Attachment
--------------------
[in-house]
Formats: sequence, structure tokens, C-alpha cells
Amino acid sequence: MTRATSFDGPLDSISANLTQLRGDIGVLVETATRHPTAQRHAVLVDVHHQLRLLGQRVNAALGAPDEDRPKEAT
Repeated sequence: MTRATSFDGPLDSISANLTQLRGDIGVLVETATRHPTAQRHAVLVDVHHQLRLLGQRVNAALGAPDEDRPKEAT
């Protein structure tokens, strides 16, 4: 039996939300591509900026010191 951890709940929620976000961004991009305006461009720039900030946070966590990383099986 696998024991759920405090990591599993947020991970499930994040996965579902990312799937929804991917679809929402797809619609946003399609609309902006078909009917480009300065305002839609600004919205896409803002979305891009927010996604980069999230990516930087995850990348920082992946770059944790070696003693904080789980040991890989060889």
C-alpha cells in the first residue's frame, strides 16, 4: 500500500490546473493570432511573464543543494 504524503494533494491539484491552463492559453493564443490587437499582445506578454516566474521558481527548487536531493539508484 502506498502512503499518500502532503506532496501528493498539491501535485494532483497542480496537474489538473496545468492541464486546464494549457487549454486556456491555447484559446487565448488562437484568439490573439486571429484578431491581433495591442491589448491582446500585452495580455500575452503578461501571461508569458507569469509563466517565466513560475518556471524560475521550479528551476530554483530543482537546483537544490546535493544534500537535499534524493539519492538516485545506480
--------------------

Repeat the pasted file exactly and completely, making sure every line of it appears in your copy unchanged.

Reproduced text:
[in-house]
Formats: sequence, structure tokens, C-alpha cells
Amino acid sequence: MTRATSFDGPLDSISANLTQLRGDIGVLVETATRHPTAQRHAVLVDVHHQLRLLGQRVNAALGAPDEDRPKEAT
Repeated sequence: MTRATSFDGPLDSISANLTQLRGDIGVLVETATRHPTAQRHAVLVDVHHQLRLLGQRVNAALGAPDEDRPKEAT
């Protein structure tokens, strides 16, 4: 039996939300591509900026010191 951890709940929620976000961004991009305006461009720039900030946070966590990383099986 696998024991759920405090990591599993947020991970499930994040996965579902990312799937929804991917679809929402797809619609946003399609609309902006078909009917480009300065305002839609600004919205896409803002979305891009927010996604980069999230990516930087995850990348920082992946770059944790070696003693904080789980040991890989060889």
C-alpha cells in the first residue's frame, strides 16, 4: 500500500490546473493570432511573464543543494 504524503494533494491539484491552463492559453493564443490587437499582445506578454516566474521558481527548487536531493539508484 502506498502512503499518500502532503506532496501528493498539491501535485494532483497542480496537474489538473496545468492541464486546464494549457487549454486556456491555447484559446487565448488562437484568439490573439486571429484578431491581433495591442491589448491582446500585452495580455500575452503578461501571461508569458507569469509563466517565466513560475518556471524560475521550479528551476530554483530543482537546483537544490546535493544534500537535499534524493539519492538516485545506480